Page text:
whether perpetrated by men or women, should be examined further
because of the long-term costs allocated to both employees and the
organizations in which they work. Health problems, legal problems,
and productivity problems tied to bully behavior all represent expenses
that could be avoided (Flynn, 1999; Hornstein, 1996; Namie, 2000).
Turnover expense also should be examined-- and not just as it relates
to replacing targets. Women who do not buy into a masculine style
of leadership may find themselves in a position where they feel
forced either to conform to bully behavior or to take their talents
elsewhere; and starting over slows their progress. To the
extent that employees find it difficult to conform to the image
of the successful employee, or find it difficult to bring all of
their relevant skills and insights to their jobs, important human
resources are lost (Ely & Meyerson, 2000, p. 128).
Like other researchers,
we agree that corporate management needs to acknowledge that bullying
is a major employment issue and requires education, training, and
a zero tolerance policy. More importantly, bullied employees need
to feel there is a place to be heard and that interventions are
possible. Existing laws concerning hostile work environment, defamation
of character, and vicarious liability may need to be altered or
expanded to include bullying behavior as a punishable offense (Equal
Employment Opportunity Commission [EEOC], 1999; Namie & Namie,
Real change, however,
is possible only when management is willing to examine the model
that rewards just a fraction of the behavioral traits that all employees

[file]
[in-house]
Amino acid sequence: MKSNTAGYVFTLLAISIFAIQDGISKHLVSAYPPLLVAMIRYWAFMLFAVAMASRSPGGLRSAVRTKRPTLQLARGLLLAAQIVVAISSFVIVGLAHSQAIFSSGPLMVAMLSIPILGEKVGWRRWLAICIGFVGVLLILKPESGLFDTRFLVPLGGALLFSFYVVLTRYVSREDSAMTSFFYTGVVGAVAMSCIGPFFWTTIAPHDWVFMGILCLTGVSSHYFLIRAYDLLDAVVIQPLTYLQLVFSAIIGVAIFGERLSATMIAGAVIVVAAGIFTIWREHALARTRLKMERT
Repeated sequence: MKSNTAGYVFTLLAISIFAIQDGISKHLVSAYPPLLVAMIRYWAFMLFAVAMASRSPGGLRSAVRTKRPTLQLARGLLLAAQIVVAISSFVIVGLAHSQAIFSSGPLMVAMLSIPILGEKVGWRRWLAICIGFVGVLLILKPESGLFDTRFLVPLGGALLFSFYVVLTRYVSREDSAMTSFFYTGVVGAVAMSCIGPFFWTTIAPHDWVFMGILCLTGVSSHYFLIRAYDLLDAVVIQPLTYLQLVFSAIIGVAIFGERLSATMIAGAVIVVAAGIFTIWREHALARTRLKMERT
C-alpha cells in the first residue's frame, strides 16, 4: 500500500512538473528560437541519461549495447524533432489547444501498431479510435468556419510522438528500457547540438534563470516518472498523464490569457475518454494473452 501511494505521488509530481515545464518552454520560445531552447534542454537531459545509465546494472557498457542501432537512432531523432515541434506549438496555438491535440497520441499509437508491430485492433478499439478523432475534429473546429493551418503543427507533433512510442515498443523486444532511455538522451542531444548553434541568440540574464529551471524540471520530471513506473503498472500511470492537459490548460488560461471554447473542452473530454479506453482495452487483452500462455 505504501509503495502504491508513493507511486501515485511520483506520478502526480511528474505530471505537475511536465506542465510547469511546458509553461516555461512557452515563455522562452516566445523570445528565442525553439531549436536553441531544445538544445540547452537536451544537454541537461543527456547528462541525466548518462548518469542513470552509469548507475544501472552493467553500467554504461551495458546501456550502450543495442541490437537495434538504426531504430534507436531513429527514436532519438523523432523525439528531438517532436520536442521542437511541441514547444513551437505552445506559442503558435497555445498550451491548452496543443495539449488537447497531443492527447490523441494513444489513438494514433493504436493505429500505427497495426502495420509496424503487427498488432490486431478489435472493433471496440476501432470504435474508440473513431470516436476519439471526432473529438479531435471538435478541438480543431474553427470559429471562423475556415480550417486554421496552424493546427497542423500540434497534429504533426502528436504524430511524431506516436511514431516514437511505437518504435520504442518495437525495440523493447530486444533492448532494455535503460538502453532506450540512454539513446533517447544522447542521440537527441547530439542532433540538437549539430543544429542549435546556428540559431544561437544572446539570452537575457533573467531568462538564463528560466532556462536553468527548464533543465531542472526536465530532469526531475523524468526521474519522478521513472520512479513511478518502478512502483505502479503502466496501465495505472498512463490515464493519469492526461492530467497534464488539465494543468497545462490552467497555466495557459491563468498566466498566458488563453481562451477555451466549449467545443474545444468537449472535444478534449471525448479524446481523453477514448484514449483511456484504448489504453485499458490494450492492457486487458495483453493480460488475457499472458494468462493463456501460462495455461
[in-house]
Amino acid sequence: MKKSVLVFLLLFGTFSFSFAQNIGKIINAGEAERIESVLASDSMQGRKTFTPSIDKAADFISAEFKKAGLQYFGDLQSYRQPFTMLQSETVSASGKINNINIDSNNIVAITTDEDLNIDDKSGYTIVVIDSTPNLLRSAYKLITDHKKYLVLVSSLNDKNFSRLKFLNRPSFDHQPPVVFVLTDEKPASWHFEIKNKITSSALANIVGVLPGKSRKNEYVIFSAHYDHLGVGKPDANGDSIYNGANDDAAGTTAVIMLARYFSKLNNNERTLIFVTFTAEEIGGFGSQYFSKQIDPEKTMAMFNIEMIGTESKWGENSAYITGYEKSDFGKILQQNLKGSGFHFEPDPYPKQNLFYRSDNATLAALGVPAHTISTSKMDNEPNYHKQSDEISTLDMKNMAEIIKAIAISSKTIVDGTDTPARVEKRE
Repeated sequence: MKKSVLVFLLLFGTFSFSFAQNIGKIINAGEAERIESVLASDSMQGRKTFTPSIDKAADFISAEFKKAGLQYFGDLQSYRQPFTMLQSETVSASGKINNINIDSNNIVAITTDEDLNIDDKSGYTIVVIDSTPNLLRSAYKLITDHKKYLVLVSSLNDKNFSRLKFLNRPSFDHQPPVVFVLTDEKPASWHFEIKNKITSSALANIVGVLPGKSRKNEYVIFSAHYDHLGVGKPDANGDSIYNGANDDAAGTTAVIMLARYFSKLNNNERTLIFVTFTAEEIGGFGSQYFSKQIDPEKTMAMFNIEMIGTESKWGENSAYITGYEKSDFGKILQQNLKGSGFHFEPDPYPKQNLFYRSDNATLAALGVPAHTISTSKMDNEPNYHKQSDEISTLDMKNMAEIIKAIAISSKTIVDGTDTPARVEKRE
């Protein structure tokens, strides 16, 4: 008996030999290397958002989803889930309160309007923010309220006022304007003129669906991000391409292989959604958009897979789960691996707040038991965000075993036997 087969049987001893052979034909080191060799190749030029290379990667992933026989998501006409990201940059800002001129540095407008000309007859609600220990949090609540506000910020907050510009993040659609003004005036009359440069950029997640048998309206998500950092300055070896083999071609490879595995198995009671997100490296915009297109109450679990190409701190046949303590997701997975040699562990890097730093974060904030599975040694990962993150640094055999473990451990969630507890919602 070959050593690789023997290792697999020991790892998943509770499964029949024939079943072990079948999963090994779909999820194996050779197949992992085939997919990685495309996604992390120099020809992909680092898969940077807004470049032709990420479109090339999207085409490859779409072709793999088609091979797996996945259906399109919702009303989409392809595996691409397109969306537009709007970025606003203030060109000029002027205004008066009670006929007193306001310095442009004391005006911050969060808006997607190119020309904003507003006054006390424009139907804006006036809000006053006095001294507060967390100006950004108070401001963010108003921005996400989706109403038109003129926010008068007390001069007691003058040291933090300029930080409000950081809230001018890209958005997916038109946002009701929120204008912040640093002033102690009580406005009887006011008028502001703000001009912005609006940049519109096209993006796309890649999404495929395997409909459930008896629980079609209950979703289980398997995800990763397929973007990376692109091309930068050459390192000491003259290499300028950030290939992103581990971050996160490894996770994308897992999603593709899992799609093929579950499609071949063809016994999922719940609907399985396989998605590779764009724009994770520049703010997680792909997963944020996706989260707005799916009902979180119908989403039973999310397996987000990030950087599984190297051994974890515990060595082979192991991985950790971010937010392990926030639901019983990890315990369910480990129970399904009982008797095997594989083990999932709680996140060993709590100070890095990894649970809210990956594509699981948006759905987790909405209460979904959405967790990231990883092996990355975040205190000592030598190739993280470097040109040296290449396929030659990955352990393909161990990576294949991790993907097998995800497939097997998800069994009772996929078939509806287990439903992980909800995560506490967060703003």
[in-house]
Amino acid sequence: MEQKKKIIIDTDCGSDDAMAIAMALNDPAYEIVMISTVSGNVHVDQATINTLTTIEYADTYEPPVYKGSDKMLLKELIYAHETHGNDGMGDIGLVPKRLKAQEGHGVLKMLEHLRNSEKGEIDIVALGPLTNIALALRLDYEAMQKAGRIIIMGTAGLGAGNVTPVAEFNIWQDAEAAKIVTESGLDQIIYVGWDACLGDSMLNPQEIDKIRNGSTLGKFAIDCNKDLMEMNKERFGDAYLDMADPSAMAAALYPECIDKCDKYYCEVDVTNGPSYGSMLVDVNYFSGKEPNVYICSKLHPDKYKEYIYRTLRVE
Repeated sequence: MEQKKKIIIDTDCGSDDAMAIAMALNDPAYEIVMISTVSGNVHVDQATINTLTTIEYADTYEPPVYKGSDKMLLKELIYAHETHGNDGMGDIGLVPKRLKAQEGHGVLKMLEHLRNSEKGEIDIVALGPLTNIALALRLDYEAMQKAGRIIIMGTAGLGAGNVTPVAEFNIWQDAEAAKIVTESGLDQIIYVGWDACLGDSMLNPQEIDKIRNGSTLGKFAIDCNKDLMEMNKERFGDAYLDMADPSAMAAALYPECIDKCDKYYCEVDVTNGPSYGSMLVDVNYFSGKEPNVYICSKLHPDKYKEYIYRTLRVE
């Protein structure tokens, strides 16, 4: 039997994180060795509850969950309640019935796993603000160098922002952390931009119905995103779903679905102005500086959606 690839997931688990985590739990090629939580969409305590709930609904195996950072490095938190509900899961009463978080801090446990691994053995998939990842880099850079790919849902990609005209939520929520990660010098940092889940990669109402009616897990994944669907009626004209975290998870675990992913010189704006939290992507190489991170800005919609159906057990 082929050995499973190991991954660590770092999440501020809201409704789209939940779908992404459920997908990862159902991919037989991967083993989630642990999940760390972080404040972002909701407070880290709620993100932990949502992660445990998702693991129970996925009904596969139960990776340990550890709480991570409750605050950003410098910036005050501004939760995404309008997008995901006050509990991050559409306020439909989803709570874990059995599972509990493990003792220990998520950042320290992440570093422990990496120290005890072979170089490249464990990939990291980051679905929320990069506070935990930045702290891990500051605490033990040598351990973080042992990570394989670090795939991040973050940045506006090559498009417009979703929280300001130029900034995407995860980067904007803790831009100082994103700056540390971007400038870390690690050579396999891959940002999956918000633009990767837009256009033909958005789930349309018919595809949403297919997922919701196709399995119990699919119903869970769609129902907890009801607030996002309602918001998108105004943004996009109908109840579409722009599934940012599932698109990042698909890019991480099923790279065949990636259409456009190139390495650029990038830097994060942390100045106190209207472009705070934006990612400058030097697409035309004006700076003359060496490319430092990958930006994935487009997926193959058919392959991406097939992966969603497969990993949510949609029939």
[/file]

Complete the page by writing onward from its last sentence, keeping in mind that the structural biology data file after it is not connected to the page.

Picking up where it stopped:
possess. Until organizations recognize and reward wholeness
of employees, the feminine and masculine traits we all embody, symptoms
of a fragmented workplace will continue to rear their ugly heads.
Sexual discrimination, sexual harassment, and bullying fall on the
same continuum and serve to maintain the existing corporate structure.
While there is no shortage of change models available, what does
seem to be missing on the part of executive management is willingness
or desire to change. Women, even more than men, should not accept
that the established model is infallible and certainly should not
contribute to its continuing devaluation of feminine characteristics.
When the wrong
woman wins, all employees lose. For thirty years we have wanted
to believe that any woman manager would be a welcome change in any
organization. We also have wanted to believe that as a woman climbed
the corporate ladder she would extend her hand to other women following
the leadership path. Recognizing that women are more likely than
men to bully other women is hard to accept and even harder to discuss
in a public forum. But the statistics should not be ignored. If
half of the bullies in the workplace are women, then women managers
need to assume responsibility for analyzing their roles and contributions
to this organizational dynamic. Even one bully is too many.
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W. Brunner is an Associate Professor of Management at the University
of North Carolina at Asheville.
L. Costello is an Associate Professor of Management at Siena
College, Albany, New York.